Shows & Panels
Shows & Panels
- The 2014 Big Picture on Cyber Security
- AFCEA Answers
- American Readiness: Renewable Power and Efficiency Technologies
- Ask the CIO
- Building the Hybrid Cloud
- Connected Government: How to Build and Procure Network Services for the Future
- Continuing Diagnostics and Mitigation: Discussion of Progress and Next Steps
- Federal Executive Forum
- Federal News Radio's National Cyber Security Awareness Month Special Panel Discussion
- Federal Tech Talk
- The Future of Government Data Centers
- The Future of IT: How CIOs Can Enable the Service-Oriented Enterprise
- Government Perspectives on Mobility and the Cloud
- The Intersection: Where Technology Meets Transformation
- Maximizing ROI Through Data Center Consolidation
- Mitigating Insider Threats in Virtual & Cloud Environments
- Modern Mission Critical Series
- The New Generation of Database
- Reimagining the Next Generation of Government
- Targeting Advanced Threats: Proven Methods from Detection through Remediation
- Transformative Technology: Desktop Virtualization in Government
- The Truth About IT Opex and Software Defined Networking
- Air Traffic Management Transformation Report
- Cloud First Report
- General Dynamics IT Enterprise Center
- Gov Cloud Minute
- Government in Technology Series
- Homeland Security Cybersecurity Market Report
- National Cybersecurity Awareness Month
- Technology Insights
- The Cyber Security Report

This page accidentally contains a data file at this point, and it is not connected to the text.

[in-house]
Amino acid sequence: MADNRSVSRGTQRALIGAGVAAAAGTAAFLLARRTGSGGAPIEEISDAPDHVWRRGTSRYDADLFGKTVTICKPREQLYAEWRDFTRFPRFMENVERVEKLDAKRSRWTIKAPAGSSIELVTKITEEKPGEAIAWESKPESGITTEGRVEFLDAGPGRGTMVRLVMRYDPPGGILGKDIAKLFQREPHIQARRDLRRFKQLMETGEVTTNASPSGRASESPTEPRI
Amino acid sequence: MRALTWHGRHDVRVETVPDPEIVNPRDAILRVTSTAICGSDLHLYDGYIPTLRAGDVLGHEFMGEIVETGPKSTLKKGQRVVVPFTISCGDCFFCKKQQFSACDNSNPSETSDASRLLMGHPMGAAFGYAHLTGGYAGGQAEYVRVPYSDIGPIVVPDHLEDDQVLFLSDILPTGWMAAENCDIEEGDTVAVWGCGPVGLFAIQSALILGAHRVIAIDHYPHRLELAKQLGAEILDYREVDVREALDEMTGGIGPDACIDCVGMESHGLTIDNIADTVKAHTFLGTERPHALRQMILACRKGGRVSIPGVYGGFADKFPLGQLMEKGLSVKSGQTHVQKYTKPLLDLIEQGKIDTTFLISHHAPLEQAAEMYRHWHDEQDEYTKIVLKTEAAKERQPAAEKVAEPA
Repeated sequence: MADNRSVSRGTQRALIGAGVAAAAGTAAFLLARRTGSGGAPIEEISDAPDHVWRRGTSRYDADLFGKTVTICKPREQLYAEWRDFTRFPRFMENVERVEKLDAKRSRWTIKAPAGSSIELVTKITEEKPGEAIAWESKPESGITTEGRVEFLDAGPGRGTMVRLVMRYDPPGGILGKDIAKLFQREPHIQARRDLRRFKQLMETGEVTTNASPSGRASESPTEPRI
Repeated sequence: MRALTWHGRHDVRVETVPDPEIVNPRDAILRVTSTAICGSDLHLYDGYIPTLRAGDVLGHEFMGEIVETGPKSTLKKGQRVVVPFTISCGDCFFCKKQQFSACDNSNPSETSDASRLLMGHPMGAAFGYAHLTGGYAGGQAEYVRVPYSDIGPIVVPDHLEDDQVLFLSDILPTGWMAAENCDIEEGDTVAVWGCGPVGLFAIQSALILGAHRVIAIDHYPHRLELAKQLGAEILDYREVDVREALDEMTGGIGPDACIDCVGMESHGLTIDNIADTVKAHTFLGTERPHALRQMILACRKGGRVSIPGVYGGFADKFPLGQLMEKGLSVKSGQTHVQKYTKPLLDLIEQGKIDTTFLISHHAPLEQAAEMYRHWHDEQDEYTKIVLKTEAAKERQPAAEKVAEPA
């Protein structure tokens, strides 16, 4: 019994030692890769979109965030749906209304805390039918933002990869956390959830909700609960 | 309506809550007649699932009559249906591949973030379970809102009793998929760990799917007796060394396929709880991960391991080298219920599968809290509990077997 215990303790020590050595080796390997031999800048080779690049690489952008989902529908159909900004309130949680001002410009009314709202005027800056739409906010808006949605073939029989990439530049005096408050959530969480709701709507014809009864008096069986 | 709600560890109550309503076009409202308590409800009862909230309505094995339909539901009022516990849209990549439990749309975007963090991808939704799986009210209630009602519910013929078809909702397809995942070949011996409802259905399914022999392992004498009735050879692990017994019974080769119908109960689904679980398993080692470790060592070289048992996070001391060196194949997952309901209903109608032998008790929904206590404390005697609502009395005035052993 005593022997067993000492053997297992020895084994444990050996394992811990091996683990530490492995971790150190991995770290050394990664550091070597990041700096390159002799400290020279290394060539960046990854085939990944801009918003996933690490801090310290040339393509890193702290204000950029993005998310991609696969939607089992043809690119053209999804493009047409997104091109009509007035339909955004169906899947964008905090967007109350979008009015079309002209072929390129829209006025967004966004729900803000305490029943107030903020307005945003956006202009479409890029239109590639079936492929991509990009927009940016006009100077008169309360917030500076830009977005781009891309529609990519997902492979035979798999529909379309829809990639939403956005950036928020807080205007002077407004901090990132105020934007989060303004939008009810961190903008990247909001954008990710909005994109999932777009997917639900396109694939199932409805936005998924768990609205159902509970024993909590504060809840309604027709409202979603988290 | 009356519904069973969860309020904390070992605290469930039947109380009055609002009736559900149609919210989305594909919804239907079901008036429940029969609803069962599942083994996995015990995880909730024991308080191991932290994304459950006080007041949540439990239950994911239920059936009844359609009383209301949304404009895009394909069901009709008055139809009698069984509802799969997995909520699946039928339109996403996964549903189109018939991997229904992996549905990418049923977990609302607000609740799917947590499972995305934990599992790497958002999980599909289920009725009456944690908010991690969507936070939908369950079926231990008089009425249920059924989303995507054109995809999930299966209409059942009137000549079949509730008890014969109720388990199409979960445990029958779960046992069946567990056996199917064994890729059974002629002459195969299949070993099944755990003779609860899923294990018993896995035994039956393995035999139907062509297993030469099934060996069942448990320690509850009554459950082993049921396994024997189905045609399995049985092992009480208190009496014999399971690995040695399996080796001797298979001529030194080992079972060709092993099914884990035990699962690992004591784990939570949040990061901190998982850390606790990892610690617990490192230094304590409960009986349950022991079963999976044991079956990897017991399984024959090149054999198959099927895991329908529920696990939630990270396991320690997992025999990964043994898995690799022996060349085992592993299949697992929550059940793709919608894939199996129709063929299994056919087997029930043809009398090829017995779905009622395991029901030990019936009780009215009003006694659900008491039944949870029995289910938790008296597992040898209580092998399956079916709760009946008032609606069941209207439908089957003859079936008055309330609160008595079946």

- The Next Generation Cyber Security Experts
Shows & Panels
Nation's colleges may soon see a wave of veterans
Monday - 8/31/2009, 11:17am EDT
By Andrew Mitchell
Federal News Radio
The nation's colleges may soon see an influx of veterans, thanks to the new GI Bill, which went into effect Aug. 1.
In an interview aired on Monday's Federal Drive, Jim Selbe, the Assistant Vice-President for Lifelong Learning at the American Council on Education, told Federal News Radio's Tom Temin and Jane Norris that there has been a spike in applications for education benefits under the terms of the Post-9/11 GI Bill.
That legislation expands benefits for college degrees.
Selbe said he expects veterans to begin showing up on campuses around the country in the spring semester.
Studies have shown that the unemployment and homelessness rates among veterans are currently higher than in the general population.
Selbe noted the new GI Bill may also entice more people to join the military services in order to help pay for college in the future.
Furthermore, Selbe said that he anticipates that former members of the military will be particularly attracted to jobs in the federal service, especially those relating to homeland security and intelligence. And, in his opinion, federal employers will be lucky to have them.
According to Selbe, most veterans leave military service with life skills that other college graduates may not possess:
I often say to employers, here's somebody who's drug-free, who's going to show up for work on time, and they're going to have an incredible work ethic, and they're going to persist, as demonstrated through their military experience.
"Going to college will then give them the other skills that they need to be attractive to our federal employers," added Selbe.
On the Web:
Air Force Web site - New GI Bill to heighten professional work force
American Council on Education - Military Service Members and Veterans in Higher Education
Center for Policy Analysis - From Soldier to Student: Easing the Transition of Service Members on Campus
Department of Veterans Affairs - GI Bill Home Page
(Copyright 2009 by FederalNewsRadio.com. All Rights Reserved.)